Finally, though I may be writing about Turkey and Deep State paramilitary units, I want it to be clear that what it interests me is their connection to American/Western power and thus in many cases to Christians operating within that apparatus. I'm speaking of bureaucrats, the academy, the military, diplomats and even intelligence agents. We could also point to the larger array of government affiliated supporting agencies or even private sector elements that participate with and/or benefit from their actions. This touches on trade, industry, banking and finance, insurance, law, law enforcement as well as utilities and a significant portion of the service sector. In other words, the whole system. While American machinations in the Caucasus or collaborations with the Turkish military may seem divorced from daily life in North America... it's not, but you have to open your eyes.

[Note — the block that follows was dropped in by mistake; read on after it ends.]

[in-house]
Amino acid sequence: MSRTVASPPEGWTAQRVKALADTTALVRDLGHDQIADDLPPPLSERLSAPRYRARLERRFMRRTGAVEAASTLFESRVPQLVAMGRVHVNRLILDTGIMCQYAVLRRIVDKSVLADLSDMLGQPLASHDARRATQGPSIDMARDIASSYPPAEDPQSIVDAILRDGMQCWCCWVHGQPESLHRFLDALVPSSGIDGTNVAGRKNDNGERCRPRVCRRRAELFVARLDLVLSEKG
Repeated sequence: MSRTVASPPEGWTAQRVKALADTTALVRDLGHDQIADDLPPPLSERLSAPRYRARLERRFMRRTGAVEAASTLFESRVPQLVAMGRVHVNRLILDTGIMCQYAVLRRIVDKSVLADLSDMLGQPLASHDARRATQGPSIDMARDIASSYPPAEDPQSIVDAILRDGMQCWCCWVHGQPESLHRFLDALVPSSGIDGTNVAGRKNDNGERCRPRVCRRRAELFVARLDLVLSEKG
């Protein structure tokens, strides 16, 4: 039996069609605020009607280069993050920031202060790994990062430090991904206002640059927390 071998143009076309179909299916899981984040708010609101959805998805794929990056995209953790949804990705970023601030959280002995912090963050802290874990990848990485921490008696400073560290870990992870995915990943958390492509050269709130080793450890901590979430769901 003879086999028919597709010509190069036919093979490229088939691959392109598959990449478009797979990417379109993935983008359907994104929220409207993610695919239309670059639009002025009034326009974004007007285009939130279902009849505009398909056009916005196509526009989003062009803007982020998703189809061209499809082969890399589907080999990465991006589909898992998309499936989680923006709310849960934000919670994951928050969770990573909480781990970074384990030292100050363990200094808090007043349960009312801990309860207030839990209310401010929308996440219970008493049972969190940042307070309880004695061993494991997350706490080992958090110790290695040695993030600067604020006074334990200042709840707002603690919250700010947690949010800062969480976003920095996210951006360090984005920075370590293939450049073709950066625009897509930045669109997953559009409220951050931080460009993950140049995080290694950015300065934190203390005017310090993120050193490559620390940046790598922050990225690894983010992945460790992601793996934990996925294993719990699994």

We have many Christians who function as court historians and apologists for empire. To weigh their claims and the veracity of their reporting let alone the doctrinal implications of what they're suggesting we need to understand the truth of the matter. How do these systems work? How does power function? Does it match up with their narratives and claims? Are they misled or deceived? Are they intentional liars and propagandists? I ask these questions because the narratives I read in Christian books, find on the internet and hear on the radio do not match reality, past or present, nor do they reflect Biblical values or concepts. How do we account for this? Why is the Church and its self-congratulating leadership so blind?